Unspoken Epidemic

UBC Reports | Vol. 49 | No. 12 | Dec.
4, 2003

By Hilary Thomson

What is the effect of continued exposure to the suffering
of others?

That’s the question UBC researchers and international
trauma specialists will explore in an interdisciplinary workshop
to be held in 2004 at UBC’s Peter Wall Institute for
Advanced Studies (PWIAS).

Cumulative exposure to suffering may result in vicarious
trauma, also known as secondary trauma or compassion fatigue.
Affecting people working with traumatized survivors, the condition
is characterized by a transformation within the helper because
of their empathy with the survivor. The transformation often
means the helper develops similar traumatic stress reactions
as the survivor.

Dr. David Kuhl, of the department of family practice, along
with Assoc. Prof. Marla Arvay and Prof. Marv Westwood of the
department of educational and counselling psychology and special
education, are organizing a workshop to examine the scope
and severity of vicarious trauma and also look at prevention
and treatment strategies. Vicarious trauma affects both professional
and non-professional helpers, however, the workshop will focus
solely on the effect on professionals ranging from nurses,
doctors and humanitarian aid workers to lawyers and journalists.

“Vicarious trauma has been recognized for about 15
years but there is little research in the area and no prevention
or treatment programs exist,” says Kuhl, an expert in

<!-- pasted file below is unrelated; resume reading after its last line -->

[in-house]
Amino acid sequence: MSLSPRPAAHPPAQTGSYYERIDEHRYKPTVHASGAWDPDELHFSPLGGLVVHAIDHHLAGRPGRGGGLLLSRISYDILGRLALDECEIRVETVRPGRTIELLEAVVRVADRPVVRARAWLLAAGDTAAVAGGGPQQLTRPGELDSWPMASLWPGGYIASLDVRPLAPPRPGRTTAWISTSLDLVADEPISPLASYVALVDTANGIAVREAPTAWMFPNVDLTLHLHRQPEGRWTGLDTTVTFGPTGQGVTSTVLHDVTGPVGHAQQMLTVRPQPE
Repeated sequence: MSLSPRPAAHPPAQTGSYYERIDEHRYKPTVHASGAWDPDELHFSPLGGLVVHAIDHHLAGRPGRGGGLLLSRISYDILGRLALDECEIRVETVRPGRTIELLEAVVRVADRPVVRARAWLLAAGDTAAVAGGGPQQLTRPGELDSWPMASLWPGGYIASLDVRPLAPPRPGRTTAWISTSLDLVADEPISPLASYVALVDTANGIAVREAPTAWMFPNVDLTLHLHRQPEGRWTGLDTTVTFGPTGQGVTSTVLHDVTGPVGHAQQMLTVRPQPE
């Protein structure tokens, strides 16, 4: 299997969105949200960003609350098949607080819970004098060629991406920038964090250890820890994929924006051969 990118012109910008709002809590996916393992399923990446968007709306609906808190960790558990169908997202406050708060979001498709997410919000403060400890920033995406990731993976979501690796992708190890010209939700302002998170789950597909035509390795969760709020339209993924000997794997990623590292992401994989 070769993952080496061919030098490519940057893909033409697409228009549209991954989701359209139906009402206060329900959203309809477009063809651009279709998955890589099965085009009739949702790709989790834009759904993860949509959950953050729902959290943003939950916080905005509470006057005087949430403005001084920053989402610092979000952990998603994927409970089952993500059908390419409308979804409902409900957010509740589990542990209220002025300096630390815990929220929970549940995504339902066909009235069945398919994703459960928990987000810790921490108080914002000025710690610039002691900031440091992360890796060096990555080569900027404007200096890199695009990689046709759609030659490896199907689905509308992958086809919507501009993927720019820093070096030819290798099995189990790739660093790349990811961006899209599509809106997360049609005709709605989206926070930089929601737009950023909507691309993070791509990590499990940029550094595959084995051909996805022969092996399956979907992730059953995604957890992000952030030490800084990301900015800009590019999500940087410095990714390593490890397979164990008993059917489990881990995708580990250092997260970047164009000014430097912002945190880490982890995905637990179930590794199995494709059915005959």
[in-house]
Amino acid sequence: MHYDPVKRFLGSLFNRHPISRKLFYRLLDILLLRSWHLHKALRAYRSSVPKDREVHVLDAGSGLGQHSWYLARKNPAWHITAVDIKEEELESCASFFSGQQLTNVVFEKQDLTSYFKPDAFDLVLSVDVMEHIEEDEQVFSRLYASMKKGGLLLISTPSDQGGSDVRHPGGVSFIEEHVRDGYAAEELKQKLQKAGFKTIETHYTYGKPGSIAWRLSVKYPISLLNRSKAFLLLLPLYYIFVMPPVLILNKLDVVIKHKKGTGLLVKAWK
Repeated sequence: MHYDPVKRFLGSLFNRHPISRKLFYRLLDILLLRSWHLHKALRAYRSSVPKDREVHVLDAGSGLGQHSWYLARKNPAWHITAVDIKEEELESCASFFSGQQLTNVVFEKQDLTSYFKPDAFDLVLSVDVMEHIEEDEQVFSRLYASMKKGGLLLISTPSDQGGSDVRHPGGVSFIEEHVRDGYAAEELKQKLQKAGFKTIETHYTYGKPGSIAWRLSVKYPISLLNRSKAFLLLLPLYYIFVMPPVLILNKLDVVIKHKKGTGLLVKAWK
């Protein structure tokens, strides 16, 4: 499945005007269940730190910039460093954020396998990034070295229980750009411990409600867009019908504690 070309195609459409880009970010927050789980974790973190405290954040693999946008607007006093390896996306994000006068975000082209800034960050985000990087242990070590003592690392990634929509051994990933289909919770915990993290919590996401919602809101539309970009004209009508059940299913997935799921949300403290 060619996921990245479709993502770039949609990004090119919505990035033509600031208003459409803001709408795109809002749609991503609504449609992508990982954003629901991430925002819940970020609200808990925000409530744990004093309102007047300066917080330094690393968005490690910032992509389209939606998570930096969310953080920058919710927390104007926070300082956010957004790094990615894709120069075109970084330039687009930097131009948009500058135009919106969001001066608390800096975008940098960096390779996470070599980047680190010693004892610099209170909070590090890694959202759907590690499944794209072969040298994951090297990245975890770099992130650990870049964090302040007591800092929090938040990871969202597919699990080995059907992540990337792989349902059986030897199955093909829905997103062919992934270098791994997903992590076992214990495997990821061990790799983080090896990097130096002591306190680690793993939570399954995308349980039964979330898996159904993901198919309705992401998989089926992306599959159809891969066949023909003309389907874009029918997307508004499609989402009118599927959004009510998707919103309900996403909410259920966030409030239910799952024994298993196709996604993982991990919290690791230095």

palliative care and doctor-patient communication. “Left
untreated, caregivers can become cynical, disillusioned, even
intolerant and hostile toward everyone in their life — including
the person they are supposed to be helping.”

Listening to graphic descriptions of horrific events or witnessing
or hearing of people’s cruelty to one another are just
some of the experiences that can lead to vicarious trauma
— an occupational hazard for many professional helpers.

Symptoms of vicarious trauma can emerge without warning.
They include fatigue, heart palpitations, difficulty concentrating
and decision-making and feelings of anxiety, irritability
and a cynical, dehumanizing attitude. Other signs are intrusive
imagery and thoughts, depression or avoidance.

Often there is a significant disruption in identity, worldview,
or religious beliefs. Those with a prior history of significant
trauma or instability may suffer to a greater degree.

As symptoms progress, the helper can become less sensitive
to the victim’s concerns.

Dying patients have told Kuhl that the way the health-care
provider communicated with them caused more suffering than
the illness itself. The interactions start a downward spiral
of pain, unmet needs and additional trauma, for both victim
and helper. A Canadian Medical Association study recently
reported that 45 per cent of doctors show features of burnout
— a possible component of vicarious trauma.

“These people are paying the price for a job that needs
to get done,” says Kuhl.

As a physician, Kuhl is well aware of how health-care professionals
are often regarded as heroic or superhuman and unaffected
by the trauma they witness.

“Denying or trivializing feelings and leaving your
personal life at home becomes a matter of pride — but psychologically
it’s not possible.”

The phenomenon is also seen in military personnel who witness
atrocities, torture and death. Marv Westwood has worked extensively
with veterans and Canadian peacekeepers suffering from stress
reactions to trauma. Some of the counselling interventions
he has used, such as guided autobiography and therapeutic
re-enactment, may also be useful for those suffering form
vicarious trauma.

Marla Arvay, a specialist in the effects of trauma, has conducted
a national survey on vicarious trauma in Canada as well as
a narrative study on trauma counsellors’ experience
of the condition.

Funding for the workshop is provided by the PWIAS and UBC’s
Office of the Vice-president, Research.